If you look at Eisenhower and keeping America out of war, bringing the Korean War to a close, he had great experience because he was the commander of the war in Europe. Kennedy came along—bolder, New Frontier, but certainly not the same experience. And he pushed the country down a direction that others followed. Whether it’s Vietnam or Iraq and Afghanistan, there’s been a lot of actions and engagements that I think Eisenhower might have had a different perspective on. So I would say wisdom born of age and insight is very valuable, but when the system is very stagnant and needs a good shaking, then someone who is not part of it can come in with a fresh perspective.
After your first governorship, you spent time studying Buddhism and performing service work with Mother Teresa. How have those experiences affected the way you wield power?
Well, I wouldn’t limit how I understand my job and my responsibilities to the time I spent with Mother Teresa or my experience with studying Zen meditation in Japan. I would say that it deepened my understanding of impermanence and the endless illusions that the human mind is privy to—that’s the Zen part. On Mother Teresa, what I took away from that experience was how one person, through their faith and their belief and capacity to take original action, can do extraordinary things.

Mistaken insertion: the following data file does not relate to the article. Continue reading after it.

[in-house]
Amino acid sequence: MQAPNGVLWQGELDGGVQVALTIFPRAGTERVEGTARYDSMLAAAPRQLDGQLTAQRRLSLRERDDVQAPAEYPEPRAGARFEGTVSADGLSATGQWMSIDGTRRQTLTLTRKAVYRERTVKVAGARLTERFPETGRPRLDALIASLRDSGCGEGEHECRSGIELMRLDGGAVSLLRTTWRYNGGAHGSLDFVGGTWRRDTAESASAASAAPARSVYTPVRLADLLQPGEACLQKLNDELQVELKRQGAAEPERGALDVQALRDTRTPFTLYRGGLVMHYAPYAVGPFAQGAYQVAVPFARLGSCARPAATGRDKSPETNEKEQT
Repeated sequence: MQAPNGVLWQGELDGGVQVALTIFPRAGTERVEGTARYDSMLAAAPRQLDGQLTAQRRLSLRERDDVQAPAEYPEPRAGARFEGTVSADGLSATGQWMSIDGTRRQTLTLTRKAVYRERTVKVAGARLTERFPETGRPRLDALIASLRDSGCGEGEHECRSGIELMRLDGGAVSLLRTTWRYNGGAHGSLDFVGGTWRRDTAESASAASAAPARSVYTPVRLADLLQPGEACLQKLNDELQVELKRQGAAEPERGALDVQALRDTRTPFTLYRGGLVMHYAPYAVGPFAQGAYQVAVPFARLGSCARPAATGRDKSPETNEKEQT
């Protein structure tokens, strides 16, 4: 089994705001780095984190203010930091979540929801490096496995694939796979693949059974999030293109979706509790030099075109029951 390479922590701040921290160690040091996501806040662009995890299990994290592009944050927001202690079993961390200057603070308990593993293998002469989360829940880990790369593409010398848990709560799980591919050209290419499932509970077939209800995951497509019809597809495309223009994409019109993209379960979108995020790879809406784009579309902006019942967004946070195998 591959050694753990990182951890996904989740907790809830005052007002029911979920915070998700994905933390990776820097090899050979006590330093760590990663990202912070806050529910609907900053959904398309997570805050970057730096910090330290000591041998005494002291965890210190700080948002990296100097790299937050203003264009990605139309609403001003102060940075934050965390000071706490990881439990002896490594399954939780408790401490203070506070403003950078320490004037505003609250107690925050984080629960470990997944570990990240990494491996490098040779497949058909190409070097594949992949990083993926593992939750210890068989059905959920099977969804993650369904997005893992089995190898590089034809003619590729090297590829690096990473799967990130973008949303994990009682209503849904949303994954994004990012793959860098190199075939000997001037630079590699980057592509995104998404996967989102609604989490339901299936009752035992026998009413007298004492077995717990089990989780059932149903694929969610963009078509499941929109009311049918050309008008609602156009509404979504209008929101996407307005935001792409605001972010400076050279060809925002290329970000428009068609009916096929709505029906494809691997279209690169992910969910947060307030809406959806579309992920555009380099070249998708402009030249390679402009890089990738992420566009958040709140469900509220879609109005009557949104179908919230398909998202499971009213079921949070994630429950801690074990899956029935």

In a time when bipartisanship at a national level is pretty much nonexistent, you’ve been able to work well with both Republicans and Democrats in your state. How have you done that, and does your example hold any lessons for folks in Washington?
I have worked hard with Republicans, with the Republican-affiliated groups like the Chamber of Commerce, the Farm Bureau and the like, even though those groups are in the minority in terms of political power, and it has been helpful. I would encourage people in the federal government or the states not to be confident that their party has a monopoly on the truth, but in fact their group has a limited understanding and commitment to what needs to be done. Republicans have certain tendencies, Democrats have some different ones. Both can be positive, both can be negative. Working with both, as the executive can do through the power of collaboration and negotiation, is a positive idea.